Pap he hadnt been seen for more than a year, and that was comfortable for me; I didnt want to see him no more. He used to always whale me when he was sober and could get his hands on me; though I used to take to the woods most of the time when he was around. Well, about this time he was found in the river drowned, about twelve mile above town, so people said. They judged it was him, anyway; said this drowned man was just his size, and was ragged, and had uncommon long hair, which was all like pap; but they couldnt make nothing out of the face, because it had been in the water so long it warnt much like a face at all. They said he was floating on his back in the water. They took him and buried him on the bank. But I warnt comfortable long, because I happened to think of something. I knowed mighty well that a drowned man dont float on his back, but on his face. So I knowed, then, that this warnt pap, but a woman dressed up in a mans clothes. So I was uncomfortable again. I judged the old man would turn up again by and by, though I wished he wouldnt.
We played robbers now and then about a month, and then I resigned. All the boys did. We hadnt robbed nobody, hadnt killed any people, but only just pretended. We used to hop out of the woods and go charging down on hog-drivers and women in carts taking garden stuff to market, but we never hived any of them. Tom Sawyer called the hogs ingots, and he called the turnips and stuff julery, and we would go to the cave and powwow over what we had done, and how many people we had killed and marked. But I couldnt see no profit in it. One time Tom sent a boy to run about town with a blazing stick, which he called a slogan (which was the sign for the Gang to get together), and then he said he had got secret news by his spies that next day a whole parcel of Spanish merchants and rich A-rabs was going to camp in Cave Hollow with two hundred elephants, and six hundred camels, and over a thousand sumter mules, all loaded down with dimonds, and they didnt have only a guard of four hundred soldiers, and so we would lay in ambuscade, as he called it, and kill the lot and scoop the things. He said we must slick up our swords and guns, and get ready. He never could go after even a turnip-cart but he must have the swords and guns all scoured up for it, though they was only lath and broomsticks, and you might scour at them till you rotted, and then they warnt worth a mouthful of ashes more than what they was before. I didnt believe we could lick such a crowd of Spaniards and A-rabs, but I wanted to see the camels and elephants, so I was on hand next day, Saturday, in the ambuscade; and when we got the word we rushed out of the woods and down the hill. But there warnt no Spaniards and A-rabs, and there warnt no camels nor no elephants. It warnt anything but a Sunday-school picnic, and only a primer class at that. We busted it up, and chased the children up the hollow; but we never got anything but some doughnuts and jam, though Ben Rogers got a rag doll, and Joe Harper got a hymn-book and a tract; and then the teacher charged in, and made us drop everything and cut. I didnt see no dimonds, and I told Tom Sawyer so. He said there was loads of them there, anyway; and he said there was A-rabs there, too, and elephants and things. I said, why couldnt we see them, then? He said if I warnt so ignorant, but had read a book called Don Quixote, I would know without asking. He said it was all done by enchantment. He said there was hundreds of soldiers there, and elephants and treasure, and so on, but we had enemies which he called magicians, and they had turned the whole thing into an infant Sunday-school, just out of spite. I said, all right; then the thing for us to do was to go for the magicians. Tom Sawyer said I was a numskull.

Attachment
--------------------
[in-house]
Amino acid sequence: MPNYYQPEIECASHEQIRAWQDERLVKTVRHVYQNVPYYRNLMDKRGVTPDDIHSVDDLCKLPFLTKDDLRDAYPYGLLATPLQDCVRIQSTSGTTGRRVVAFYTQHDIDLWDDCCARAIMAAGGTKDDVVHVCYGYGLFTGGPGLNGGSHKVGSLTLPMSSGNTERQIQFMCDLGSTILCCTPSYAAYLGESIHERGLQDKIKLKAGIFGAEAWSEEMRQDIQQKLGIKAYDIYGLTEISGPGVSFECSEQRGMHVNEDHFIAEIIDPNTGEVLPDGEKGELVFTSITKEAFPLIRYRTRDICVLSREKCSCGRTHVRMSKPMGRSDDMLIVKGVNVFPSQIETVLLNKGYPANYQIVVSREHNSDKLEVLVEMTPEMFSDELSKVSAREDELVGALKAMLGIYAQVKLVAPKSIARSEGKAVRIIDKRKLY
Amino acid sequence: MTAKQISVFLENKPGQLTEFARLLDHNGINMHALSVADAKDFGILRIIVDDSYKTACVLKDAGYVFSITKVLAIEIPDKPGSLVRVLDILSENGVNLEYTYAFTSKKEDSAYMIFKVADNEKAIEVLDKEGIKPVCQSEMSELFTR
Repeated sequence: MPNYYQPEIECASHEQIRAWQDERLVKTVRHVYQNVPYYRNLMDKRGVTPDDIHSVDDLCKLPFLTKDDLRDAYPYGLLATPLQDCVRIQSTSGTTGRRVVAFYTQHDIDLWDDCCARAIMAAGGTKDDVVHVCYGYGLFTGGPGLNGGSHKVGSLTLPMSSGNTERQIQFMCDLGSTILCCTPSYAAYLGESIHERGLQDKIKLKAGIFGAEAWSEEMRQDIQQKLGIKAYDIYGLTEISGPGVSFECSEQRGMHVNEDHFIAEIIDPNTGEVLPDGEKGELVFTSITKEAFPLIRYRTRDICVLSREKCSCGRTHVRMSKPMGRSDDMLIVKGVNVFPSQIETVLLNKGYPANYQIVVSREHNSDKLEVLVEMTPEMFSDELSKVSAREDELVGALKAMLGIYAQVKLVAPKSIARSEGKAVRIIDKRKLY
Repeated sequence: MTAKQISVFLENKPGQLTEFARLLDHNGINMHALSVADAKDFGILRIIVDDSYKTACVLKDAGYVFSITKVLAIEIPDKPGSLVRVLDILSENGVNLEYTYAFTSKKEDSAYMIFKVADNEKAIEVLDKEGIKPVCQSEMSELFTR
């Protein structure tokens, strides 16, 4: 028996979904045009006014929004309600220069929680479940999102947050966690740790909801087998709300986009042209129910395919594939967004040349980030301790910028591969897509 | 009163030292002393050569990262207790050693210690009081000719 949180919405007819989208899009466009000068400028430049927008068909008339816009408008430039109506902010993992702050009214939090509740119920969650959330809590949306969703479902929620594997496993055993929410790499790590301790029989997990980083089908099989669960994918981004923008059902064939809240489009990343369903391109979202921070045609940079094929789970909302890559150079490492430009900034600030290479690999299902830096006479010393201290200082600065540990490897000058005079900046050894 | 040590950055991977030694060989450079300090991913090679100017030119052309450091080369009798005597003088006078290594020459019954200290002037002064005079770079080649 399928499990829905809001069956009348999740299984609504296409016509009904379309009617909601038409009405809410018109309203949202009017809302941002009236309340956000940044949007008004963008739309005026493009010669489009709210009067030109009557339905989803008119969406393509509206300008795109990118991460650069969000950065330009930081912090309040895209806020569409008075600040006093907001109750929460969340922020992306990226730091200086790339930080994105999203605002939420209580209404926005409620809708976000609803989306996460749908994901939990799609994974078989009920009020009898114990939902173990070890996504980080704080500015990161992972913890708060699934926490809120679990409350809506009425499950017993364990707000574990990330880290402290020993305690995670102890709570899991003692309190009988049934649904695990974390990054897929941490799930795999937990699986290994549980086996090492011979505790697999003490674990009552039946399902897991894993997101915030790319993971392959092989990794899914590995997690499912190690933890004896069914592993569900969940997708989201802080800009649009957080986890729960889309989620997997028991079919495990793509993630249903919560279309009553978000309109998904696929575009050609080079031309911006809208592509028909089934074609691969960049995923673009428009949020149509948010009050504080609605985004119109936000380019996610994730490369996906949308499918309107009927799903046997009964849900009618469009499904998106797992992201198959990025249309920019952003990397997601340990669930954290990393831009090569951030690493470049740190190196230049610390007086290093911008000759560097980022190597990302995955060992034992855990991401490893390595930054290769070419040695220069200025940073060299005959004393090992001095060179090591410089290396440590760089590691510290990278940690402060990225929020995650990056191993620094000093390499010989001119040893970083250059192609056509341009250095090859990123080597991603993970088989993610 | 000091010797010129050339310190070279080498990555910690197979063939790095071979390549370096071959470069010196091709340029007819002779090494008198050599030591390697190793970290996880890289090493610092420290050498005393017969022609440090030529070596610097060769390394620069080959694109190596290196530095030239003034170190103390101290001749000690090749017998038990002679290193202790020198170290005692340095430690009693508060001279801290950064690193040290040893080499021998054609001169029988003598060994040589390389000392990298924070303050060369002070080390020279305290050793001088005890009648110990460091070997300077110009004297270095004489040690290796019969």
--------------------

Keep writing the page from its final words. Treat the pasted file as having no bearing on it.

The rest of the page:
Why, said he, a magician could call up a lot of genies, and they would hash you up like nothing before you could say Jack Robinson. They are as tall as a tree and as big around as a church.
Well, I says, spose we got some genies to help uscant we lick the other crowd then?
How you going to get them?
I dont know. How do they get them?
Why, they rub an old tin lamp or an iron ring, and then the genies come tearing in, with the thunder and lightning a-ripping around and the smoke a-rolling, and everything theyre told to do they up and do it. They dont think nothing of pulling a shot-tower up by the roots, and belting a Sunday-school superintendent over the head with it or any other man.
Who makes them tear around so?
Why, whoever rubs the lamp or the ring. They belong to whoever rubs the lamp or the ring, and theyve got to do whatever he says. If he tells them to build a palace forty miles long out of dimonds, and fill it full of chewing-gum, or whatever you want, and fetch an emperors daughter from China for you to marry, theyve got to do it and theyve got to do it before sun-up next morning, too. And more: theyve got to waltz that palace around over the country wherever you want it, you understand.
Well, says I, I think they are a pack of flatheads for not keeping the palace themselves stead of fooling them away like that. And whats more if I was one of them I would see a man in Jericho before I would drop my business and come to him for the rubbing of an old tin lamp.